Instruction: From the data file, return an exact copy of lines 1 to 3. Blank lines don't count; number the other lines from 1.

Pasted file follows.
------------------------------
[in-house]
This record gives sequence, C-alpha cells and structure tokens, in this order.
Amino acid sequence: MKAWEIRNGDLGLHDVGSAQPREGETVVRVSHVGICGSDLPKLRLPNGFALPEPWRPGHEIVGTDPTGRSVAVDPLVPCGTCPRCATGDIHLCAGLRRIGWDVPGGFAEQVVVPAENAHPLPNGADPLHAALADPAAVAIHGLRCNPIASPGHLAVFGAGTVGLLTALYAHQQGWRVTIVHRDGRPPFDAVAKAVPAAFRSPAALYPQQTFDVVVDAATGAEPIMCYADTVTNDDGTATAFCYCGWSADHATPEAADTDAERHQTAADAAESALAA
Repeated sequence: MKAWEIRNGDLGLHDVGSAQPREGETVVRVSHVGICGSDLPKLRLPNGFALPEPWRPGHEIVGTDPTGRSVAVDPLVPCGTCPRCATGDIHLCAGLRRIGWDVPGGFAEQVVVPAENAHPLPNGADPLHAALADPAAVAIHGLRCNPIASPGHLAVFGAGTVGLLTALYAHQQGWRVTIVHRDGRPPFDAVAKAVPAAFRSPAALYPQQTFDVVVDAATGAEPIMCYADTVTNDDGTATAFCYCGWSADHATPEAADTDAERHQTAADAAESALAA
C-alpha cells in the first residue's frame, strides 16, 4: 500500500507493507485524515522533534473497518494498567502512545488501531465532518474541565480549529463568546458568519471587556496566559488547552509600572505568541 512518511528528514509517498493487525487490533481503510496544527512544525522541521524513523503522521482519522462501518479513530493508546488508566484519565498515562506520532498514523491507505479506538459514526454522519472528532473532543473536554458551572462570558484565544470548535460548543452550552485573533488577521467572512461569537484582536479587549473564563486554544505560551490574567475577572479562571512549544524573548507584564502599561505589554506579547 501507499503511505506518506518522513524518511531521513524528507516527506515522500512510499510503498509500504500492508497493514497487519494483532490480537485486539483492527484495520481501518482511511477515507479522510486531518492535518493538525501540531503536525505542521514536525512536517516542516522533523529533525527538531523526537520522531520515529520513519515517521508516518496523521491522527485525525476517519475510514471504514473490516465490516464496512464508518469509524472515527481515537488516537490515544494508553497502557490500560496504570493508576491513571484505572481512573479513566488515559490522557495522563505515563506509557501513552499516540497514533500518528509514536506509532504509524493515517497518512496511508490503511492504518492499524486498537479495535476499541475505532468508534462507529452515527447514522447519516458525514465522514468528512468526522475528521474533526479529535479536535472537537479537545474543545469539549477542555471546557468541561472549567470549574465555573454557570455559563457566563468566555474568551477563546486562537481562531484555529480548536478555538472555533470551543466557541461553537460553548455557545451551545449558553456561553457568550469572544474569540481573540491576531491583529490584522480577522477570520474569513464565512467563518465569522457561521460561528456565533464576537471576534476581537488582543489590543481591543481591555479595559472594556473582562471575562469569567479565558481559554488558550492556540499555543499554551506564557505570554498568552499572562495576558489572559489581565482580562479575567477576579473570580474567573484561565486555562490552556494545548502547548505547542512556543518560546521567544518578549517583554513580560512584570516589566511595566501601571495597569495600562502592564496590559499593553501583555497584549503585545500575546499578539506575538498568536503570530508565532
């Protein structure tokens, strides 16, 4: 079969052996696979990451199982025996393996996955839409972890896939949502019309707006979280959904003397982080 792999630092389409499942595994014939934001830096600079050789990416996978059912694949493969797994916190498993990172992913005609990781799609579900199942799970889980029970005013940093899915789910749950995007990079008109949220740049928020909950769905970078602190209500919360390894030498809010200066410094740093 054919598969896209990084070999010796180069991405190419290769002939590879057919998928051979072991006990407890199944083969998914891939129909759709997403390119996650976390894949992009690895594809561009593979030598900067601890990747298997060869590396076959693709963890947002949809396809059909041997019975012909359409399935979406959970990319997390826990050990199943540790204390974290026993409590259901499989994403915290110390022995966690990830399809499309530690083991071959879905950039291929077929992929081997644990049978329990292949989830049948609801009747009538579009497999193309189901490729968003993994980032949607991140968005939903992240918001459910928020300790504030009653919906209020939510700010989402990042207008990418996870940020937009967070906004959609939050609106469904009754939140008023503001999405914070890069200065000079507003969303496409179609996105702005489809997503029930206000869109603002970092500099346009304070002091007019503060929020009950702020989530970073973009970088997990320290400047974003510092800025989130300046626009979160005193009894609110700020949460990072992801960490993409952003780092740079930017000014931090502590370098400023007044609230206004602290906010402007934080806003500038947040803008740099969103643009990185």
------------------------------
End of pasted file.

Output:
[in-house]
This record gives sequence, C-alpha cells and structure tokens, in this order.
Amino acid sequence: MKAWEIRNGDLGLHDVGSAQPREGETVVRVSHVGICGSDLPKLRLPNGFALPEPWRPGHEIVGTDPTGRSVAVDPLVPCGTCPRCATGDIHLCAGLRRIGWDVPGGFAEQVVVPAENAHPLPNGADPLHAALADPAAVAIHGLRCNPIASPGHLAVFGAGTVGLLTALYAHQQGWRVTIVHRDGRPPFDAVAKAVPAAFRSPAALYPQQTFDVVVDAATGAEPIMCYADTVTNDDGTATAFCYCGWSADHATPEAADTDAERHQTAADAAESALAA